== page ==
Getting the most out of your phone if you have sight loss
By Joe McIndoe
According to statistics from Royal National Institute of Blind People, there are more than two million people living with sight loss in the UK. And thanks to our modern-day reliance on smartphones, there are more challenges and more opportunities for people with sight loss than there ever has been before.
Luckily, there are lots of ways to turn your phone into a really useful tool for people who have sight loss. Read on and we’ll talk you through a whole host of tips and tricks to help you adapt your phone for your sight needs.
Use a text reader
Perhaps the most useful asset in the accessibility armoury is the ability to have the text read aloud to you. And the good news is, whatever side of the Apple/Android divide you fall on, you’ll be able to set up your phone so that it can read messages, internet articles, and content to you so that you don’t have to squint at the screen.
If you’ve got an iPhone, it’s really easy to set this up. All you need to do is turn this feature on in the settings menu. And after enabling the built-in feature, simply highlight the desired text, scroll right on the appearing menu, and select Speak.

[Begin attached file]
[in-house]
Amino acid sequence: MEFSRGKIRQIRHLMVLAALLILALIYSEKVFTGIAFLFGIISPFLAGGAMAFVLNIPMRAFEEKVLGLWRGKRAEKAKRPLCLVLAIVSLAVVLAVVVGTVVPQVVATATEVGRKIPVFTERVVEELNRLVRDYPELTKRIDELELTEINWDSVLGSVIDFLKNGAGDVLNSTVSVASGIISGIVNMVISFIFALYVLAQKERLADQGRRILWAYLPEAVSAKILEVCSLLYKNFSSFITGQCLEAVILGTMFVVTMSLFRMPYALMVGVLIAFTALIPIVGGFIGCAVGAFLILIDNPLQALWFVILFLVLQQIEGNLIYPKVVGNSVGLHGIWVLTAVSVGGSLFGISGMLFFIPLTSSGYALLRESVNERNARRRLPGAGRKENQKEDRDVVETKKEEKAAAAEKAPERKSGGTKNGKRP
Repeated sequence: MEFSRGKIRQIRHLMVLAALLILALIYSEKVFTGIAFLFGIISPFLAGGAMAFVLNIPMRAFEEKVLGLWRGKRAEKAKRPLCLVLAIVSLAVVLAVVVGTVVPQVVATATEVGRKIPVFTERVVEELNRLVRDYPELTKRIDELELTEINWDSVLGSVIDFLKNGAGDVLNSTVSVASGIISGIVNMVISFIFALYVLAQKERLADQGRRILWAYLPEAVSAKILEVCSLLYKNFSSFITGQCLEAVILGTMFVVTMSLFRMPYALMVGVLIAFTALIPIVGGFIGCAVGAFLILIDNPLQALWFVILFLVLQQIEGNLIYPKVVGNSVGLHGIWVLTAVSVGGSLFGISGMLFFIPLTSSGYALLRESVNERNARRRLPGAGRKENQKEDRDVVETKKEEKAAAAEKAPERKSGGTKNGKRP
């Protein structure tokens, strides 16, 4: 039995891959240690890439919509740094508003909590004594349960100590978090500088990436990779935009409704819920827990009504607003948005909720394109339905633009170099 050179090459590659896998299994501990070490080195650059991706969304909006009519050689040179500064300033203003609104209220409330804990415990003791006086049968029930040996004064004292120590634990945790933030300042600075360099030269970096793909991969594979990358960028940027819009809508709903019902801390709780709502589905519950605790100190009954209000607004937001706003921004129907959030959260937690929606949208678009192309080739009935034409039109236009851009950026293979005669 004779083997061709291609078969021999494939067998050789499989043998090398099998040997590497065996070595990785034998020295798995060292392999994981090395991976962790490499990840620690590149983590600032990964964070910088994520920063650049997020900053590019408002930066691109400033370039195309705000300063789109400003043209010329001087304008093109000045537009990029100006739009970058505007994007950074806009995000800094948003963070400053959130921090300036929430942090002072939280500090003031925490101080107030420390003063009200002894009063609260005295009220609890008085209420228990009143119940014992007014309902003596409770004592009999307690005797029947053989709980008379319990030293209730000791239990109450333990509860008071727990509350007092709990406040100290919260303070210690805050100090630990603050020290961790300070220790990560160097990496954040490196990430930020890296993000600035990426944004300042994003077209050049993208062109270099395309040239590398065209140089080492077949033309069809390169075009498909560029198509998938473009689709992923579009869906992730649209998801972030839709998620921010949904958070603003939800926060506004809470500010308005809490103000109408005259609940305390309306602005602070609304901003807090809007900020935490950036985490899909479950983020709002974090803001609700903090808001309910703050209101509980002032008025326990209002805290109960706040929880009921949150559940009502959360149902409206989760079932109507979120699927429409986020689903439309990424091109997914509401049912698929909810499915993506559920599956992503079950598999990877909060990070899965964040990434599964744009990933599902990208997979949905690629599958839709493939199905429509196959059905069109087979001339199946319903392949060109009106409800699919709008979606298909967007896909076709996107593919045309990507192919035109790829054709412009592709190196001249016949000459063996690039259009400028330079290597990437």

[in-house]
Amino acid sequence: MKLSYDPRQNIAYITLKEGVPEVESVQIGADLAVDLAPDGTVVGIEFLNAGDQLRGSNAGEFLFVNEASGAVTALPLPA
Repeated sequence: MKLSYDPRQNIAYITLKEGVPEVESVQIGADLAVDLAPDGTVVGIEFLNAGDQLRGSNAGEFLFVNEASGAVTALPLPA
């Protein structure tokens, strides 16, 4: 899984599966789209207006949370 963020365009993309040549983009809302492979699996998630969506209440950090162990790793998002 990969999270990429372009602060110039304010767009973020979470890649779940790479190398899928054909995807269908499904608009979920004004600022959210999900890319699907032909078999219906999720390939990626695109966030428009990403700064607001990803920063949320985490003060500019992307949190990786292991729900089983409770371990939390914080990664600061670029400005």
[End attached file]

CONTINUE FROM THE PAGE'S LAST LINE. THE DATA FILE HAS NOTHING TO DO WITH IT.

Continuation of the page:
Even more impressive, you’ll find a range of voices that cover multiple languages too, which you can download from Siri. So whatever your needs, you’ll be able to get the text read to you in a way you’ll find helpful.
Android customers, meanwhile, will need to visit the Google Play Store to download a text-to-speech app.
After a little bit of trial and error you’ll certainly find one that’s right for you. My favourite is Text to Voice Read Aloud, which is unobtrusive, easy to use and free set up. All you need to do is highlight the text you need, press Share, then select the app, and you’re away.
On Android devices, voices can be downloaded via the text-to-speech section of the settings.
Not all apps come with the functionality of reading text. If this happens on either ecosystem, simply copy the text and then paste it to your text message app. It’s a bit convoluted, but it does get the job done. It’s a good rule of thumb that if something can be copied then it can be read aloud.
Download Text to Voice Read Aloud on Android.
Make the most of your virtual assistant
Although Siri, the Apple assistant, does an adequate job of answering questions, setting reminders, and timers, Google Assistant is the undisputed leader.
When asking specific questions, you’re far more likely to get an audible answer than with other electronic helpers. What’s more, Google offers straightforward verbal answers to questions like “When is the next bus into the city centre?”
This puts them way ahead of some virtual assistants that will merely return internet results and expect you to view the information for yourself. Google Assistant is also great at handling internal phone functions such as checking battery charge, turning Wi-Fi on and off, or operating the flashlight.